A common misconception about infertility is that it is a female issue. In fact, 1/3 of fertility cases stem from male factor infertility. At New Hope Fertility Center, each couple we see is carefully evaluated to determine the specific cause of their infertility. If your physician determines that it is due to a male factor, there are several courses of fertility treatment that may be pursued.

Male Infertility is usually caused by problems that affect either sperm production or sperm transportation. Roughly 2/3 of male infertility cases involve issues with producing sperm in the testes, however many couples that struggle with becoming pregnant have more than one source of their infertility.


  • Illness
  • Injury
  • Chronic Health Problems
  • Lifestyle
  • Disease
  • Genetics


Typically, the best way to identify male infertility is through difficulty in conceiving a child and frequently there are no outward symptoms. If you have been trying to get pregnant through unprotected sex and have not been successful in a year, then you should consider scheduling a consultation. Also see a fertility doctor if you have erection or ejaculation problems, decreased sex drive, lumps or painful areas on the testes, have a family or personal history of prostate, testicle or sexual problems, or have had surgery in the groin region


There are several different areas with which a man may struggle with fertility:

Sperm Production: The growth and formation of sperm inside the testicle. Production of sperm requires at least one healthy testicle and is triggered by a number of different hormones, like testosterone. An Example of a production issue would be LOW SPERM COUNT.

Sperm Transportation: The sperm, after being created, must be conveyed from the testes, mixed with the semen, and then ejaculated out of the penis. An example of Transport issue would be if you have had a vasectomy and require a vasectomy reversal.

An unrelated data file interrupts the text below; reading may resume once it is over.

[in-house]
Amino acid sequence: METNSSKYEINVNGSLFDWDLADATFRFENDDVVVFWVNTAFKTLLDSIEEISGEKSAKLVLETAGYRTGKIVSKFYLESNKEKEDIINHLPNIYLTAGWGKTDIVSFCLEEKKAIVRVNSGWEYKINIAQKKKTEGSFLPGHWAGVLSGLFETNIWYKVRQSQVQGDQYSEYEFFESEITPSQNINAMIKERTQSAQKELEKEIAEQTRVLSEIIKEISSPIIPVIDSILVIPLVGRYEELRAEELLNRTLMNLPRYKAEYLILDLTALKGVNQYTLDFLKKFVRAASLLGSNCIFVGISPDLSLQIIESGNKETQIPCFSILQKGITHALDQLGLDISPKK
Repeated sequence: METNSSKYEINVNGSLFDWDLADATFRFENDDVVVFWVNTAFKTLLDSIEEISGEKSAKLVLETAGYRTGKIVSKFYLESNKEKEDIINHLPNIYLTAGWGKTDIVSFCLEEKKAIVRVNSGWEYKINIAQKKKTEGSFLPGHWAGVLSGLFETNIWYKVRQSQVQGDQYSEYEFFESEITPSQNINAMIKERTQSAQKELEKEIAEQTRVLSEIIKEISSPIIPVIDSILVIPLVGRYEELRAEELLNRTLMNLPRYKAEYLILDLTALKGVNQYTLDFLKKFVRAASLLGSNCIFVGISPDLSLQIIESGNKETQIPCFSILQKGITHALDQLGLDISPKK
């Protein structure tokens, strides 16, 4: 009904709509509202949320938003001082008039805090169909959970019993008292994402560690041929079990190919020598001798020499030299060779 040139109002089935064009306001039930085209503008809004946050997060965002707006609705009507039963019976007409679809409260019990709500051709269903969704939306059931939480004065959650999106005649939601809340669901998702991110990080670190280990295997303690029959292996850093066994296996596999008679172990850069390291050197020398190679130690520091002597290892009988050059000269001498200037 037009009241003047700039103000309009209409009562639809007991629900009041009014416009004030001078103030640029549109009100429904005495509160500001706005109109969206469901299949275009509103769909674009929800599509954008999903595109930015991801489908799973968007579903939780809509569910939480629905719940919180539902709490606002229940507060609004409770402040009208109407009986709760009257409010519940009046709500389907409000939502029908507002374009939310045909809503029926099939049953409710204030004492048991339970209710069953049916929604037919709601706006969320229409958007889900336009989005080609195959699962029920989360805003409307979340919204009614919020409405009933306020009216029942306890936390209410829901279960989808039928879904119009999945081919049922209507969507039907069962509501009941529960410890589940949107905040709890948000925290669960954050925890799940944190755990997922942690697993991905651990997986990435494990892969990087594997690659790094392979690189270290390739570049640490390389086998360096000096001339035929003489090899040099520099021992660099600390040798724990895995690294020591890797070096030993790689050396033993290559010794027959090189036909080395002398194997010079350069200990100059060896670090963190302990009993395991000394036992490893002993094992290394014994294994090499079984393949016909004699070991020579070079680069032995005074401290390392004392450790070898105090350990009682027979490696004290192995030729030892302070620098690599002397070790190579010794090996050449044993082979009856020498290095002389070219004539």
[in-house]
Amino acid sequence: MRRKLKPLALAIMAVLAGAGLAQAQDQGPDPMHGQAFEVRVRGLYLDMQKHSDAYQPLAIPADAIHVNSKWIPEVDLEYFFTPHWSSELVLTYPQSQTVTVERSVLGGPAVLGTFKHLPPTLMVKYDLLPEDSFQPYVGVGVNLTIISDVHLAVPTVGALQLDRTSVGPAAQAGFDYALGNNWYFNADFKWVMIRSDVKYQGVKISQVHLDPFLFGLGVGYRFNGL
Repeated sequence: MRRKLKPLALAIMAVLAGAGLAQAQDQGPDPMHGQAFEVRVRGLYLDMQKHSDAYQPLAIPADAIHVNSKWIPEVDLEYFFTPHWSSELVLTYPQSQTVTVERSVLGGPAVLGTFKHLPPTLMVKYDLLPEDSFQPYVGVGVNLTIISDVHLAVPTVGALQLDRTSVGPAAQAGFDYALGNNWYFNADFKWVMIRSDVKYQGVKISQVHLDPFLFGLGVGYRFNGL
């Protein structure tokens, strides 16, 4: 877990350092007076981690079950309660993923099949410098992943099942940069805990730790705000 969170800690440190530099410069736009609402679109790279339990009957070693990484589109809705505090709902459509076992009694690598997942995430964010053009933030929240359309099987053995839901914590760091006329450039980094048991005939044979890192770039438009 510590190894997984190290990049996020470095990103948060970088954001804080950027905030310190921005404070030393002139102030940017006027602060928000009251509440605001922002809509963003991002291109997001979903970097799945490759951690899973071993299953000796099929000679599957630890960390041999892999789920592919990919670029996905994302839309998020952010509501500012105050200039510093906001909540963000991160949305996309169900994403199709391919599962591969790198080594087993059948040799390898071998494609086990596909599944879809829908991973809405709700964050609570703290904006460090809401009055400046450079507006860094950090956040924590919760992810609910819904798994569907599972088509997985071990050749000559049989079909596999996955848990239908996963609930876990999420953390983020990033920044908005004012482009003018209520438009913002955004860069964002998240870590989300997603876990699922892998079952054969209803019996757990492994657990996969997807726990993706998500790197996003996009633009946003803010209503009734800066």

Sperm Functionality: Not only must sperm be created and transported, but they have to be healthy enough to create a pregnancy. There are two parts to Sperm function. Morphology refers to the shape and overall health of the sperm. Motility refers to it’s ability to move. If there is abnormality with either of these, then you may experience difficulty becoming pregnant.

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Couples and individuals should understand the true causes of infertility and most current treatments available when learning about male factor infertility. There have been numerous instances where men have undergone unnecessary varicocelectomies to improve sperm count under the guidance of a urologist, for instance, to find that the varicocele is either absent or is not the source of the man’s fertility issue. Similarly, men have taken testosterone supplements to raise sperm counts, which, like a varicocelectomy, can actually run the risk of lowering a man’s sperm count, and even leave men totally sterile.

For men and couples looking for the most effective way to diagnose and treat their fertility difficulties, please read more on sperm retrieval and the ICSI procedure, azoospermia, vasectomy reversals and other fertility treatments at NHFC.

Read more about Male infertility on our Fertility Blog!

Dealing With Psychological Effects of Male Infertility

Despite the fact that male factor infertility is a concern in a third of infertility cases, and that another third is either unknown or attributable to both partners, men are not as familiar with infertility issues.


Difference between Male Infertility and Impotency

Although the terms are occasionally used interchangeably, impotence and male infertility are distinct medical conditions. About one third of the time, a couple’s inability to get pregnant can be attributed to the male partner.


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